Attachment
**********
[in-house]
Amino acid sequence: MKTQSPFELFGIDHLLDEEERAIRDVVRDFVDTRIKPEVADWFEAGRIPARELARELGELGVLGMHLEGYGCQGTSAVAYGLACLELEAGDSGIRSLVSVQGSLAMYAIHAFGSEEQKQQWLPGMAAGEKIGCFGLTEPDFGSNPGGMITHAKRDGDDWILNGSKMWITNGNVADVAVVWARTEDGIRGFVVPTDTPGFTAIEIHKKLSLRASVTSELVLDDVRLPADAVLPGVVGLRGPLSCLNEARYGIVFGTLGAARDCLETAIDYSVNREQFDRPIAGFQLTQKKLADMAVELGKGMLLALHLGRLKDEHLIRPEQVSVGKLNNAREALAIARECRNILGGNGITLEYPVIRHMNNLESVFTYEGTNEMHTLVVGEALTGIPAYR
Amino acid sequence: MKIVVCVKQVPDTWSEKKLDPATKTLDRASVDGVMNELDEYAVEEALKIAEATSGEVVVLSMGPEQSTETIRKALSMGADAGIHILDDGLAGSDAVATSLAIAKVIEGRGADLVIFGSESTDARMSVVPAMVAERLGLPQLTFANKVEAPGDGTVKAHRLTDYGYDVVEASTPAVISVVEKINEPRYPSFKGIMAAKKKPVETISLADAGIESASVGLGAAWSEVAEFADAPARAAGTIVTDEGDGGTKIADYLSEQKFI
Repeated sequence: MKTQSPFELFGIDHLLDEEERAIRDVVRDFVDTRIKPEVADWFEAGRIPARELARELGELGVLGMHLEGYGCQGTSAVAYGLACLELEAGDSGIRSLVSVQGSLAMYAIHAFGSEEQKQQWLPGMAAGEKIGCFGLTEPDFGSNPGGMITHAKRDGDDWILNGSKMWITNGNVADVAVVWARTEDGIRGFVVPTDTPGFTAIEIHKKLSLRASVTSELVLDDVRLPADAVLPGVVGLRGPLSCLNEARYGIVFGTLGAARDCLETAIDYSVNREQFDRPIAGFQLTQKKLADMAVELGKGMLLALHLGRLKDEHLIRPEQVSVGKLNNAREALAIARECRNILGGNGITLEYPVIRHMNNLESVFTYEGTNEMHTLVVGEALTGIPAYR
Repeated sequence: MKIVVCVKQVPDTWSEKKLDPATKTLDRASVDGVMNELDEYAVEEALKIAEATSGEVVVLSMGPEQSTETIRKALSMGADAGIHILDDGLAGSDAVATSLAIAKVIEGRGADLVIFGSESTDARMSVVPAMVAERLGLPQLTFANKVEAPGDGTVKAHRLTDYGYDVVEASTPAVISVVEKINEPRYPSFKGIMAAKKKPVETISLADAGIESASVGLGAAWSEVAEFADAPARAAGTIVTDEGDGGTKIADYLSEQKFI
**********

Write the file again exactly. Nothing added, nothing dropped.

[in-house]
Amino acid sequence: MKTQSPFELFGIDHLLDEEERAIRDVVRDFVDTRIKPEVADWFEAGRIPARELARELGELGVLGMHLEGYGCQGTSAVAYGLACLELEAGDSGIRSLVSVQGSLAMYAIHAFGSEEQKQQWLPGMAAGEKIGCFGLTEPDFGSNPGGMITHAKRDGDDWILNGSKMWITNGNVADVAVVWARTEDGIRGFVVPTDTPGFTAIEIHKKLSLRASVTSELVLDDVRLPADAVLPGVVGLRGPLSCLNEARYGIVFGTLGAARDCLETAIDYSVNREQFDRPIAGFQLTQKKLADMAVELGKGMLLALHLGRLKDEHLIRPEQVSVGKLNNAREALAIARECRNILGGNGITLEYPVIRHMNNLESVFTYEGTNEMHTLVVGEALTGIPAYR
Amino acid sequence: MKIVVCVKQVPDTWSEKKLDPATKTLDRASVDGVMNELDEYAVEEALKIAEATSGEVVVLSMGPEQSTETIRKALSMGADAGIHILDDGLAGSDAVATSLAIAKVIEGRGADLVIFGSESTDARMSVVPAMVAERLGLPQLTFANKVEAPGDGTVKAHRLTDYGYDVVEASTPAVISVVEKINEPRYPSFKGIMAAKKKPVETISLADAGIESASVGLGAAWSEVAEFADAPARAAGTIVTDEGDGGTKIADYLSEQKFI
Repeated sequence: MKTQSPFELFGIDHLLDEEERAIRDVVRDFVDTRIKPEVADWFEAGRIPARELARELGELGVLGMHLEGYGCQGTSAVAYGLACLELEAGDSGIRSLVSVQGSLAMYAIHAFGSEEQKQQWLPGMAAGEKIGCFGLTEPDFGSNPGGMITHAKRDGDDWILNGSKMWITNGNVADVAVVWARTEDGIRGFVVPTDTPGFTAIEIHKKLSLRASVTSELVLDDVRLPADAVLPGVVGLRGPLSCLNEARYGIVFGTLGAARDCLETAIDYSVNREQFDRPIAGFQLTQKKLADMAVELGKGMLLALHLGRLKDEHLIRPEQVSVGKLNNAREALAIARECRNILGGNGITLEYPVIRHMNNLESVFTYEGTNEMHTLVVGEALTGIPAYR
Repeated sequence: MKIVVCVKQVPDTWSEKKLDPATKTLDRASVDGVMNELDEYAVEEALKIAEATSGEVVVLSMGPEQSTETIRKALSMGADAGIHILDDGLAGSDAVATSLAIAKVIEGRGADLVIFGSESTDARMSVVPAMVAERLGLPQLTFANKVEAPGDGTVKAHRLTDYGYDVVEASTPAVISVVEKINEPRYPSFKGIMAAKKKPVETISLADAGIESASVGLGAAWSEVAEFADAPARAAGTIVTDEGDGGTKIADYLSEQKFI